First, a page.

The style of classroom learning is very different to anything I have experienced before. You are expected to have completed a large amount of self-study and research before class. This means the classroom is an interactive learning experience where you learn from your lecturer and your classmates through discussion and debate. You realise that you need to be on top of your game in order to participate, but it is a lot of fun to challenge yourself.

The academic content is just one strand of the MBA; the leadership development programme, speaker series and society events are just as important. The connections to industry mean that your network goes far beyond your classmates.

Having the good fortune of receiving the 2013 Newstalk MBA scholarship has opened up the Smurfit MBA experience to me, and one which I will always be grateful for. The opportunity to be interviewed by Bobby Kerr on his “Down To Business” show was a great way to finish off the first year.

Niall Twomey

EMBA Weekend Year 1

Planes, trains and automobiles – a journey with the EMBA

Planes, Trains & Automobiles…a great film. John Candy and Steve Martin get stranded over the Holiday season and have to use all means of transport to get home for Thanksgiving. In EMBA Year 1, the same applies. We are scrambling to complete our journey to end of semester 2. Now at the midterm, we are what’s fondly referred to as “half way to half way”. We’ve covered Planes in the case studies on AirAsia and WestJet airlines. Got the Trains on the weekly trips on the DART out to an increasingly sunny coastal Blackrock. We’ve looked at the closest thing to Automobiles with more case studies on the motorcycle industry from Honda and British Motorcycle Industry to Ducati and Harley Davidson.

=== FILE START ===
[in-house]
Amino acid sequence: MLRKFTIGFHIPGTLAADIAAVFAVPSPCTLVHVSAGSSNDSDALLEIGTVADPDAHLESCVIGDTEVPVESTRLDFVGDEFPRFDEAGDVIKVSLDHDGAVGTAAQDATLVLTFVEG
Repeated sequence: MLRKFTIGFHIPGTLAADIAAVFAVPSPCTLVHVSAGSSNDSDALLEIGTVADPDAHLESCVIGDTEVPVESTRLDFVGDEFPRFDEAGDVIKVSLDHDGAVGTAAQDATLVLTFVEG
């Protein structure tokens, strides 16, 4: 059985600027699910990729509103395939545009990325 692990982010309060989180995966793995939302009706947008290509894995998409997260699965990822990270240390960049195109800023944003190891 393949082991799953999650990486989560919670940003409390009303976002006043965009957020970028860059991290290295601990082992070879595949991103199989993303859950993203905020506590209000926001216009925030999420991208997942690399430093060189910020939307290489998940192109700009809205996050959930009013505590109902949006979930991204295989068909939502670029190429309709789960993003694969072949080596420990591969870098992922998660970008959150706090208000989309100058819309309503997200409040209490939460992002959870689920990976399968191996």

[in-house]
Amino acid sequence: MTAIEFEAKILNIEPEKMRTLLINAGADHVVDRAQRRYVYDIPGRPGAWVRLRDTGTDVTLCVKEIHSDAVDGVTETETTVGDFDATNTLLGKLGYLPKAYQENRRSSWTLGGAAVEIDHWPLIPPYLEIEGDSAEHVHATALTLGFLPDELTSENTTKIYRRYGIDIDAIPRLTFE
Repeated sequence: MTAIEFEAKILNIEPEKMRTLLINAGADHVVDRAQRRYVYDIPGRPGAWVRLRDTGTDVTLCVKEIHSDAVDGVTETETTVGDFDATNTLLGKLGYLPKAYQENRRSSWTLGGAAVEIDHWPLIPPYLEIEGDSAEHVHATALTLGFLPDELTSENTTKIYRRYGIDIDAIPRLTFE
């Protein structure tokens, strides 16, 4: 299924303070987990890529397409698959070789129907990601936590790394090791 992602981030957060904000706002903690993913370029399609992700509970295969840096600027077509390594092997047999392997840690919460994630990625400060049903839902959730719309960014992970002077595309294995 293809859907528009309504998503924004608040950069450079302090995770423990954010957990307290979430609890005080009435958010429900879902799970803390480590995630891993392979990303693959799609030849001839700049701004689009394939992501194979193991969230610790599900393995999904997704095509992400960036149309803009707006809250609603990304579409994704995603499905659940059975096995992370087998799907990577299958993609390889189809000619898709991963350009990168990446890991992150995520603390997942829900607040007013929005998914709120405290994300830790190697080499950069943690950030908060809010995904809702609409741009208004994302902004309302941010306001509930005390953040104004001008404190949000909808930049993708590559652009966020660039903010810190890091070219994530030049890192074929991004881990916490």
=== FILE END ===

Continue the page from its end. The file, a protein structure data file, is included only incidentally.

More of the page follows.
I think the thing that strikes you in Year 1 semester 2 is that while semester 1 was all about working with your teams, working on your presentations and reports, and learning the basic building blocks to build on in next term. Semester 2 is a much more joined up case-based learning approach, with a lot more overlap between subjects as the weeks progress. You draw your own conclusions on the case at hand with the guidance of the lecturers, class discussions, and the wisdom of your fellow classmates. You feel more comfortable assuredly advising on the best actions to take. To put yourself in the seat of that C-level executive sweating over a project’s success or failure, or as the head of a ailing company in a increasingly competitive industry.

Its midterm now, half way through our second semester. The mental battle of convincing yourself to bound over that next hurdle continues. Nearly half way to half way, and you know with the help of our team mates, you might just make it.

Stephen Cox

EMBA 2015

Stephens linkedin profile is at https://www.linkedin.com/profile/view?id=89985621

Stephen Cox